ATLANTA -- Those who have had the pleasure of being introduced to John Schuerholz's elegant and substantive communication skills have often said he could roll out of bed and steal the attention of any room with a speech he might not have previously prepared.Blessed with the ability to educate and
ATLANTA -- Those who have had the pleasure of being introduced to John Schuerholz's elegant and substantive communication skills have often said he could roll out of bed and steal the attention of any room with a speech he might not have previously prepared.
Blessed with the ability to educate and lead via the expression of the knowledge he has gained while spending more than a half-century within the baseball world, Schuerholz has established himself as one of the greatest executives in professional sports history. But now that it's time for him to gain his game's greatest honor, Schuerholz admits he was somewhat challenged as he attempted to provide proper thanks and context within the speech he has prepared to deliver on July 30, when he is inducted into Baseball's Hall of Fame.
:: 2017 Hall of Fame induction coverage ::
"I've made a lot of speeches in my life as a baseball executive, and before that I was an educator and communicator who spoke on my feet a lot," Schuerholz said. "I don't mind making speeches, but this one was the most profound and challenging [to prepare], because it's about me, it's about my life, it's about people in my life and circumstances in my life that have allowed me to go where I'm going to go."
Schuerholz's highly successful and celebrated journey will be highlighted when he travels to Cooperstown, N.Y., next week for the Hall of Fame induction ceremonies. The former general manager, who currently serves as the Braves' vice chairman, will be inducted within a class that also includes Tim Raines, Jeff Bagwell, Ivan Rodriguez and former MLB Commissioner Bud Selig.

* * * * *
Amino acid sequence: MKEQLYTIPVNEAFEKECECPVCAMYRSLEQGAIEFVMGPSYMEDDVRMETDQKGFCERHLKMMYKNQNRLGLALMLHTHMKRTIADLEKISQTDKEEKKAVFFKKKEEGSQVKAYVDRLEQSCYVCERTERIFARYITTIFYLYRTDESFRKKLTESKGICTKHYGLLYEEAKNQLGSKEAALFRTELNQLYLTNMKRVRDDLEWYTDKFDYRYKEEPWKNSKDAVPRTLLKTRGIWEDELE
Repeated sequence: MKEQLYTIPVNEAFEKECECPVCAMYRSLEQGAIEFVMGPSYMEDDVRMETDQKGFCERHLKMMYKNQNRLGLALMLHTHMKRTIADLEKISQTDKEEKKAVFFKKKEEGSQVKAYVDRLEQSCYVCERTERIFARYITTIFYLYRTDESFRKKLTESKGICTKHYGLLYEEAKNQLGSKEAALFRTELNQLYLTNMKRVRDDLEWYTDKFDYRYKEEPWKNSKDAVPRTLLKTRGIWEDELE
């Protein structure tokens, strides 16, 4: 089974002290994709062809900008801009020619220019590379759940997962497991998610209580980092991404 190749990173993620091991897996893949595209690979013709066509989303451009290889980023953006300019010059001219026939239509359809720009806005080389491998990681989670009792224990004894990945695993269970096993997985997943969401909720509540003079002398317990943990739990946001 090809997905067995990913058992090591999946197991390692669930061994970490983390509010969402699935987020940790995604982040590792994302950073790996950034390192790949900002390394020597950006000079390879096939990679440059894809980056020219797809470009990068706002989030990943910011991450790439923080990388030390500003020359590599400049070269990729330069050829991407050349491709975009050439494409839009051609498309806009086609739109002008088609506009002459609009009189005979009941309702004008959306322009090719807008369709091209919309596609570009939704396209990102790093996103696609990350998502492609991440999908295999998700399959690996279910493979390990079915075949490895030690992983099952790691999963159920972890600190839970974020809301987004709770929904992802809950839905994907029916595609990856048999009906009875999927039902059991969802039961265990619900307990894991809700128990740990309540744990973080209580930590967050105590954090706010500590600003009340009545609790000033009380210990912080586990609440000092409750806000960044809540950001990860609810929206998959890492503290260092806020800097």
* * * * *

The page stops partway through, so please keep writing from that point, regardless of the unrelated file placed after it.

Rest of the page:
MLB Network's exclusive live coverage of the 2017 Hall of Fame Induction Ceremony -- simulcast live on MLB.com -- will begin with MLB Tonight on Sunday at noon ET, followed by the ceremony at 1:30 p.m. Prior to Sunday's live coverage, MLB Network will televise the 2017 Hall of Fame Awards Presentation at 11 a.m., featuring Rachel Robinson (Buck O'Neil Lifetime Achievement Award), Claire Smith (the J.G. Taylor Spink Award for writers) and the posthumous honoring of Bill King (Ford C. Frick Award for broadcasters). The presentation will also commemorate the 25th anniversary of the release of the film "A League of Their Own."
"[These players] have distinguished themselves and separated themselves as consistently reliable winners," Schuerholz said. "They have committed themselves to be the greatest players in the world, and they have achieved that. I'm so proud and happy for all of them and honored to be inducted with guys of this caliber. I couldn't have picked three greater [players]. I probably tried to get all of them at one point as a general manager."
Schuerholz's speech will give context to a baseball journey that began when he ended his days as a junior high school teacher in his native Baltimore to accept an entry-level position for the hometown Orioles. He'll give thanks to Lou Gorman, who took him to Kansas City to help start the expansion Royals, who won the 1985 World Series, just four years after Schuerholz was named the team's GM.
Then, of course, Schuerholz will reminisce about the days he has spent in Atlanta, where he arrived in 1991 and immediately guided the Braves to a record 14 consecutive division titles. In '95, he became the first GM to win a World Series in both the American League and the National League.
Schuerholz's success in Atlanta was enriched by the time he spent employing Hall of Fame manager Bobby Cox and three Hall of Fame pitchers -- John Smoltz, Tom Glavine and Greg Maddux. Each of these men will be reunited again next week in Cooperstown to celebrate and reminisce about the greatest era in Braves history.
"I didn't expect to win 14 consecutive division championships, and neither did Bobby," Schuerholz said. "We just put our noses to the grindstone each and every year. We worked shoulder to shoulder to build the best teams possible, made the adjustments when we had to and just kept going."
Mark Bowman has covered the Braves for MLB.com since 2001.